For over 100 years, Peoples Bank has dedicated itself to bettering the communities that surround its branches. Its Impact Grant program, launched in 2017, is designed to help fund a specific project, use, or identified purpose that will have a long-lasting, positive impact on the community. Although Peoples Bank typically selects one nonprofit to receive Impact Grant funds, two agencies were chosen in 2022: Anacortes Family Center and Camp Korey.

Anacortes Family Center

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Anacortes Family Center has been serving homeless women, children and families since 2009. Their $25,000 Peoples Bank Impact Grant will help renovate the nine apartments in their emergency shelter. Photo courtesy: Anacortes Family Center

The Anacortes-based nonprofit was awarded a $25,000 Peoples Bank Impact Grant to provide maintenance and updates to its emergency shelter. Opened in 2009 as a 60-to-90-day emergency shelter for women, children, and families with children, Anacortes Family Center (AFC) works to help clients achieve self-sufficiency and long-term stability through programs that develop life, employment, and financial skills.

AFC also provides substantial academic and social support for children – about 60% of its clients at any given time are children, usually of elementary school age.

Over time, the Anacortes Family Center has expanded its capacity and mission. In 2017, the agency added a nine-apartment transitional building that houses clients for up to two years. In 2020, AFC began an affordable housing project it’s currently working to expand.

Dustin Johnson, AFC’s Executive Director, says the Peoples Bank Impact Grant funding will be used to renovate and refresh their emergency shelter apartments, which have seen hundreds of families continually passing through since they first opened. As a result, appliances like refrigerators, microwaves, dishwashers, and stoves need replacing, as do basics like flooring.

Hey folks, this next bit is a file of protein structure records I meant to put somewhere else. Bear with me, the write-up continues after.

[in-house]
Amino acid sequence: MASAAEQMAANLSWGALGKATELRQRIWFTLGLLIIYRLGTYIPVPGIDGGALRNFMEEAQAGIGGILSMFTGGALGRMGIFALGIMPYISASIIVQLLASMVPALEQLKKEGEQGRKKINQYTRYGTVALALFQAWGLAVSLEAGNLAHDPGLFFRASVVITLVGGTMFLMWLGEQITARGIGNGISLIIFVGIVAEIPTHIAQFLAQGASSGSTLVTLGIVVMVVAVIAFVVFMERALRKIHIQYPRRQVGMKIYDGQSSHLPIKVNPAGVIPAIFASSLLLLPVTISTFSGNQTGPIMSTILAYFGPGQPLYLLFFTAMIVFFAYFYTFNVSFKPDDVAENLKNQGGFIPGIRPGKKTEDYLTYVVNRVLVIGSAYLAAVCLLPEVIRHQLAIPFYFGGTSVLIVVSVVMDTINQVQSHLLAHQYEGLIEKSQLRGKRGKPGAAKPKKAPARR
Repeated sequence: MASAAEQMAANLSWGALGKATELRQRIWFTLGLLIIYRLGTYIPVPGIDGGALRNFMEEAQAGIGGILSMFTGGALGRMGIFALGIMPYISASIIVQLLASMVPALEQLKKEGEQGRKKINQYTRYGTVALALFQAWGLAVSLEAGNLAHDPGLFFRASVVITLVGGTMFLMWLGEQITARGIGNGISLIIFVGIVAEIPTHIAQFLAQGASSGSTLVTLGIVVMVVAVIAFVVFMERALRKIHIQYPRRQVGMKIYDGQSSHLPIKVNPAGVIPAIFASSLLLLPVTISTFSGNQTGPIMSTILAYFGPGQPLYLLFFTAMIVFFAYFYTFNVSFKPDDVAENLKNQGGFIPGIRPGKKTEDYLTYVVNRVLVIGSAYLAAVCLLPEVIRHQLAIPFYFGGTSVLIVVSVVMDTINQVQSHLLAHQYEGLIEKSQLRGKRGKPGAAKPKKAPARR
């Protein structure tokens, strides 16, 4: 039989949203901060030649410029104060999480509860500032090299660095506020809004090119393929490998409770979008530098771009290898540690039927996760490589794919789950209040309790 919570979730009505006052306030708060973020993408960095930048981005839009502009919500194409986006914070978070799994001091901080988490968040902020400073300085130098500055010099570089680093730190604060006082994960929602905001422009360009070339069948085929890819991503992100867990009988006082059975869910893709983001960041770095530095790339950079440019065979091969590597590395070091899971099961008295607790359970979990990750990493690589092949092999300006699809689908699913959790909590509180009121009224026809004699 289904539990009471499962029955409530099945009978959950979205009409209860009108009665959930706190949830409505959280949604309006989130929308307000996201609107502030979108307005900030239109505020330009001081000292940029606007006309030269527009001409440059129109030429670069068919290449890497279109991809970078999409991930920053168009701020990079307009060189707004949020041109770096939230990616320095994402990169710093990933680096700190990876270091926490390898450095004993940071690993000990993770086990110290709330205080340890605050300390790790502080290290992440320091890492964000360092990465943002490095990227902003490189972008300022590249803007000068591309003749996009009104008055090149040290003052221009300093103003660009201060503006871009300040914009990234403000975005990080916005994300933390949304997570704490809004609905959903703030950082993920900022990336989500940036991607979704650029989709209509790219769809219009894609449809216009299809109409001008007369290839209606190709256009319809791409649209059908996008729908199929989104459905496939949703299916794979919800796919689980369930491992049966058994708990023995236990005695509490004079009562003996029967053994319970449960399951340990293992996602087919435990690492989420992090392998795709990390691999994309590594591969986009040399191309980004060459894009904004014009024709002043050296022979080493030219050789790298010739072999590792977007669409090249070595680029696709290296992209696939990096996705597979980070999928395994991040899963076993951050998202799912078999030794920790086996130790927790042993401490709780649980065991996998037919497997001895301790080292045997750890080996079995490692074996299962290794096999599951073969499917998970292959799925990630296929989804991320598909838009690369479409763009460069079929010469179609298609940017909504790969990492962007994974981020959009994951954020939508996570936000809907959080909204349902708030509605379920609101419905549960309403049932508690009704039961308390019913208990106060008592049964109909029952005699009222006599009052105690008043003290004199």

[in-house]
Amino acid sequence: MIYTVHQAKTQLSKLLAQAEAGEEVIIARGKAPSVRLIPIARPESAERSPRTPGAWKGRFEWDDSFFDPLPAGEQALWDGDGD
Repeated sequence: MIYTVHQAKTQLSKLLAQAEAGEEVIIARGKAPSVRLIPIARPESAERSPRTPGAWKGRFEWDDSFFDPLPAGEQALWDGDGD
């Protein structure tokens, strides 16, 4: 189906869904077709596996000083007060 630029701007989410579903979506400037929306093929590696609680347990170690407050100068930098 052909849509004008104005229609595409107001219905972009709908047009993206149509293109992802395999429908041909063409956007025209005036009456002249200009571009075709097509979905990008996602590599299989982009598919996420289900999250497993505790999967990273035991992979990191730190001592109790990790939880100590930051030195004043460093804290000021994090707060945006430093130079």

Anacortes Family Center building
Anacortes Family Center has undergone expansion over the years, including this transitional housing complex that provides clients critical services for up to two years. Photo courtesy: Anacortes Family Center

“Having the ability to make expensive capital improvements doesn’t happen every day, and being in a position to be able to make those expenditures without having to look at things like whether we’re facing a recession is a big deal to essential service providers like us,” Johnson says of the Impact Grant.

After the last couple of years of pandemic-exacerbated increases in domestic violence, substance abuse, and mental illness, the Anacortes Family Center is working as hard as ever to meet an expanding need for its services. Individual donations and volunteer hours also help. The latter ranges from working one-on-one with children to processing in-kind donations like blankets, socks, hygiene items, and even furniture.

“We always need donations,” Johnson says. “Our organization runs on it.”